There is no question that divorce is an emotionally difficult process. However, in the face of public scrutiny, the procedure can be all the more trying. California State Treasurer Bill Lockyer is currently facing such an uphill battle. The treasurer recently filed for divorce from his wife. Lockyer's wife resigned earlier this year from her position on the Alameda County Board of Supervisors after her problems with substance abuse and marital problems became public knowledge.
Lockyer now seeks joint custody of his 9-year-old son. The state of California considers best interests of the child when determining child custody in divorce cases. Lockyer's arguments seem to align with such policy. He has stated he wants all matters taken care of with the best interest of his son in mind. He also wants the divorce to be handled as privately as possible.
However, the couple's personal troubles are already in public light and as such, the hope for privacy may be unrealistic. The couple's troubles were made public last February when Lockyer's wife claimed she was assaulted in a hotel room by a former boyfriend. Then, in April, she resigned her seat on the Board and enrolled in a substance abuse program. Ms. Lockyer told reporters she plans to move to Southern California with her son to be closer to family.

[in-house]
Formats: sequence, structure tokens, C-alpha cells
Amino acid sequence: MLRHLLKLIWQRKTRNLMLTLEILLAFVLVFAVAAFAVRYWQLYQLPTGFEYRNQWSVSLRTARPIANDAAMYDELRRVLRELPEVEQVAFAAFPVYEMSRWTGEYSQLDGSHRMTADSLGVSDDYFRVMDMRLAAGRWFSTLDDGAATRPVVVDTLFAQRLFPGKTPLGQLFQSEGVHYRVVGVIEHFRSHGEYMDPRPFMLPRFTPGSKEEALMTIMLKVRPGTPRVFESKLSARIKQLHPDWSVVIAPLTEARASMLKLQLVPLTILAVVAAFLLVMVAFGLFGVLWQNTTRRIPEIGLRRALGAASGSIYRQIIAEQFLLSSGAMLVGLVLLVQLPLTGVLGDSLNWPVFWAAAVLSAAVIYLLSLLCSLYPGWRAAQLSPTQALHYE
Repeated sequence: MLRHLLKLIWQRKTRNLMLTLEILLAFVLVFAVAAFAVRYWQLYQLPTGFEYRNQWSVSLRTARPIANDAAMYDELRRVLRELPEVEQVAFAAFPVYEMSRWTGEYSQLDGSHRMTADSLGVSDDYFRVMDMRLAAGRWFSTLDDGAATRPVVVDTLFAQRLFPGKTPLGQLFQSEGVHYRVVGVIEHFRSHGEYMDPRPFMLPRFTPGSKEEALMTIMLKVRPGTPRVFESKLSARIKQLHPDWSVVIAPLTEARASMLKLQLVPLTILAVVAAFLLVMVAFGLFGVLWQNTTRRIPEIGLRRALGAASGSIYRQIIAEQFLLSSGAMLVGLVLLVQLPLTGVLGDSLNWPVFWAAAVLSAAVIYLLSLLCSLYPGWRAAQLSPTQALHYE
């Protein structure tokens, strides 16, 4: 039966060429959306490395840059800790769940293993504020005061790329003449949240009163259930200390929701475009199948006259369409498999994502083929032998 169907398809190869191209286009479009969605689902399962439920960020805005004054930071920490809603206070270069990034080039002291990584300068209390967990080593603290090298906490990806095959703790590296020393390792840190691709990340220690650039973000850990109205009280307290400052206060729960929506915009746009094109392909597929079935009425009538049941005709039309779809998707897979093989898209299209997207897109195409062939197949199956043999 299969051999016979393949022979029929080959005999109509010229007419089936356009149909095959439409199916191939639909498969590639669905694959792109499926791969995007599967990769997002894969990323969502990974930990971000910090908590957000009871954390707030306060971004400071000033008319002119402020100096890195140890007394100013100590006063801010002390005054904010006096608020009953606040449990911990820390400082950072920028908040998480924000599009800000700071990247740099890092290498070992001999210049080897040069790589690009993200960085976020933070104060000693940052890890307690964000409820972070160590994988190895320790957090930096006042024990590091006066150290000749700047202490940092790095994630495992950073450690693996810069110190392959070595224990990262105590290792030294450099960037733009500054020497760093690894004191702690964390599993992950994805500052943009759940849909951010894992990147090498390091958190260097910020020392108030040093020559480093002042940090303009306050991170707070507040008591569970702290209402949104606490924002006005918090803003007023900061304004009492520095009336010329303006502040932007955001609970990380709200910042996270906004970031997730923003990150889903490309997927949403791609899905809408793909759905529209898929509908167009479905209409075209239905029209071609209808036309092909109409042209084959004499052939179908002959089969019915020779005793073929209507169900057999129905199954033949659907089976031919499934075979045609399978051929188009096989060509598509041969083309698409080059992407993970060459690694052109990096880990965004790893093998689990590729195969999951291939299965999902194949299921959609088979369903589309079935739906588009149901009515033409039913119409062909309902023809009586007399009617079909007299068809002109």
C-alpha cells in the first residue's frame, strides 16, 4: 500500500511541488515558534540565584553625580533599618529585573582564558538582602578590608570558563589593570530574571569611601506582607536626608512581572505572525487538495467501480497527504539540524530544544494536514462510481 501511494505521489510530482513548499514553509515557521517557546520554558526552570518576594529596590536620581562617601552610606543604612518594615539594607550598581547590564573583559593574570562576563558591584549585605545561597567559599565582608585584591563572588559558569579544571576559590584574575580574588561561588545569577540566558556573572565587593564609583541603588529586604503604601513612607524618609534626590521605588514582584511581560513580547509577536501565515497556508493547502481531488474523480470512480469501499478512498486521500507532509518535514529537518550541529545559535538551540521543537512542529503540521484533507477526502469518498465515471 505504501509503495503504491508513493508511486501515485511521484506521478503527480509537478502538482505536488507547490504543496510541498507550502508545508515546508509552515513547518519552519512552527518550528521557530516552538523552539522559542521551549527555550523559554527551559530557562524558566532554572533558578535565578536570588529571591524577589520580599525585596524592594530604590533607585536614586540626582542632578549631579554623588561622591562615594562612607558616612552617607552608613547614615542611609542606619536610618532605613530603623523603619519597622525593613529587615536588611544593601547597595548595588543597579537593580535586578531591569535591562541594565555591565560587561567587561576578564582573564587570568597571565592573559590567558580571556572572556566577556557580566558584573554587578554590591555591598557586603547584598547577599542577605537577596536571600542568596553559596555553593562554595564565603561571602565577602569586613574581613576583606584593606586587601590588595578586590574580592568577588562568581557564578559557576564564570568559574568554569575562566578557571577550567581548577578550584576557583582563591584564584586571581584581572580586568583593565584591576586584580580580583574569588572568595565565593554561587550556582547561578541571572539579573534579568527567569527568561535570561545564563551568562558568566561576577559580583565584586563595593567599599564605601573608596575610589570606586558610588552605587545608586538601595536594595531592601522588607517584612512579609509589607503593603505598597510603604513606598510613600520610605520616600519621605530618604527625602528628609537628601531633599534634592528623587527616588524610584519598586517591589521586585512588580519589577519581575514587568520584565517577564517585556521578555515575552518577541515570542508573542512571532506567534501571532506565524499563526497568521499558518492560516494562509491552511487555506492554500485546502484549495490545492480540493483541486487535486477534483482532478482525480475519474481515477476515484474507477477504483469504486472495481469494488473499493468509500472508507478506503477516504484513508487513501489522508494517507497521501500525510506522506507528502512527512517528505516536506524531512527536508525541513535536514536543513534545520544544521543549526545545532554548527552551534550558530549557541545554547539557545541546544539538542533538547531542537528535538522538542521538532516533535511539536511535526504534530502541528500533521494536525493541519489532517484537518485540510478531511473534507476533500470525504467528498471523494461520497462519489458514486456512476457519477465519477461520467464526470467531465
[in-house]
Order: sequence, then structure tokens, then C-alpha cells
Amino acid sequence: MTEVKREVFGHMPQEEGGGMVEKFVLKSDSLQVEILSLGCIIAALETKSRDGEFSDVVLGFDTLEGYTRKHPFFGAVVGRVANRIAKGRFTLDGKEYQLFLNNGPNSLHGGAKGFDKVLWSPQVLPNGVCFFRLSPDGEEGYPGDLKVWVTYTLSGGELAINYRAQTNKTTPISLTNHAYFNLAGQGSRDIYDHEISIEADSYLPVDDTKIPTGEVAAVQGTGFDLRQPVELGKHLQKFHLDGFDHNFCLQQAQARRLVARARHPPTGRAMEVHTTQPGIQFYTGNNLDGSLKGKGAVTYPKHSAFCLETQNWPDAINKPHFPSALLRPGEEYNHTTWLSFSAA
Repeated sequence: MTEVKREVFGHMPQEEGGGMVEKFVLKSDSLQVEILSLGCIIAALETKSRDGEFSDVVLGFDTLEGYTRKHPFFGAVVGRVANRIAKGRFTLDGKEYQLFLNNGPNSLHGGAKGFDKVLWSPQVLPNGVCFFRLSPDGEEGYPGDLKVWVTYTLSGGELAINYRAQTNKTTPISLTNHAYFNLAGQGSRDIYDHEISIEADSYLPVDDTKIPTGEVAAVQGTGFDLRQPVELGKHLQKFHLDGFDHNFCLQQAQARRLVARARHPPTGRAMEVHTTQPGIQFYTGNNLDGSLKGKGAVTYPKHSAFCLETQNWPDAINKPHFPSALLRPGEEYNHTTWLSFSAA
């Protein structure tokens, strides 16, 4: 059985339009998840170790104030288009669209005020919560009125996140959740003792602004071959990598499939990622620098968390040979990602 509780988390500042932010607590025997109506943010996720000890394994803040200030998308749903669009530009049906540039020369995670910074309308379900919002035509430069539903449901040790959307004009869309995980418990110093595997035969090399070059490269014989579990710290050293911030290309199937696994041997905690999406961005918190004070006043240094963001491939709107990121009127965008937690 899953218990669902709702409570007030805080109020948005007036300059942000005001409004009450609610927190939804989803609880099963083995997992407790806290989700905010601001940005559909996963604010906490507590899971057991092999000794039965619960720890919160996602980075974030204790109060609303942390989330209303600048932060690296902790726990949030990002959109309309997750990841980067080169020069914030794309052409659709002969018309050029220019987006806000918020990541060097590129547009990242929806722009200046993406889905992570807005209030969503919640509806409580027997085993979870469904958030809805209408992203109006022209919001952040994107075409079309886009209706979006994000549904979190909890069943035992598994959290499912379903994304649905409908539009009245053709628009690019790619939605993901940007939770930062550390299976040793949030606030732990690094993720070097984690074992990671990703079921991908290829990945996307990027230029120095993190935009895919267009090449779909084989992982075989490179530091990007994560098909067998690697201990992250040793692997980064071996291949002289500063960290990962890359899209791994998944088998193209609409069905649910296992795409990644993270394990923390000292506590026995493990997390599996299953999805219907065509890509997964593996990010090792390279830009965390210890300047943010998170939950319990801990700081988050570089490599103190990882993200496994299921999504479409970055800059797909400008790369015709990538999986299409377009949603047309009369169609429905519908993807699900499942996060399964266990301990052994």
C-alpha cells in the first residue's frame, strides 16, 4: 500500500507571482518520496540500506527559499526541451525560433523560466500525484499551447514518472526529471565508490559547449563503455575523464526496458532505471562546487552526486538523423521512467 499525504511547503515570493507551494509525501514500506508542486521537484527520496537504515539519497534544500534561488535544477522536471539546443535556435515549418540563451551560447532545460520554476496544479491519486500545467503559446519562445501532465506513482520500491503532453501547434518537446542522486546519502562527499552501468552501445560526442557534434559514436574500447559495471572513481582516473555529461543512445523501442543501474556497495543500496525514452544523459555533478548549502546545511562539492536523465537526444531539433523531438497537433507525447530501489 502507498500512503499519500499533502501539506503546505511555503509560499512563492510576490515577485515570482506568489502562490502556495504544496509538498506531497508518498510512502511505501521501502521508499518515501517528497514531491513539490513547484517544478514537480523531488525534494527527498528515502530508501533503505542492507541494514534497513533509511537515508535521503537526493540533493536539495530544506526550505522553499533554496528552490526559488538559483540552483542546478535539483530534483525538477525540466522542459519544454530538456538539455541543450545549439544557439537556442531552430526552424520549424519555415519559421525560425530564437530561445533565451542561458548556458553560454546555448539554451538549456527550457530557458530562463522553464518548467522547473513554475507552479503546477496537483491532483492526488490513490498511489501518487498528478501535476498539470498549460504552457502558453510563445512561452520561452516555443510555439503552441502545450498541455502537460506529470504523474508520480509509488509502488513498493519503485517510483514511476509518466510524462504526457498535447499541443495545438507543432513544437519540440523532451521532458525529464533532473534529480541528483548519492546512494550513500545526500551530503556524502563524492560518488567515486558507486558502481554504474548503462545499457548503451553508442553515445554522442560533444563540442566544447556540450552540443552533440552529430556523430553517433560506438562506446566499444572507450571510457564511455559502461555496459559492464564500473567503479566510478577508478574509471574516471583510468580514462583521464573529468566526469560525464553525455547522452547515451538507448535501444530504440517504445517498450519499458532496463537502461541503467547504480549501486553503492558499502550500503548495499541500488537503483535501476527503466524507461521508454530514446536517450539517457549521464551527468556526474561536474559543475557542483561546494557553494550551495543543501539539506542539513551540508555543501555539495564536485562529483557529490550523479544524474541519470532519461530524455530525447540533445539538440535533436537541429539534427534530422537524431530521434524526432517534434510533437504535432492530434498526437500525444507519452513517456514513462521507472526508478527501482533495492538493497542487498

In a divorce involving child custody, there are two main types of custody that need to be considered. Legal custody is the right of a parent to make decisions pertaining to a child's medical care and education. Physical custody is a parent's right to actually provide day-to-day care to the child. The potential move to Southern California may affect the physical custody rights of Mr. Lockyer.
The complicated considerations of divorce can be difficult to address. Specifically, questions of child custody and support are often hard fought by spouses. Hopefully the Lockyers will be spared such a battle and the two will find a beneficial solution to their custody dispute.
Source: Mercury News, "State treasurer seeks divorce amid public troubles," July 16, 2012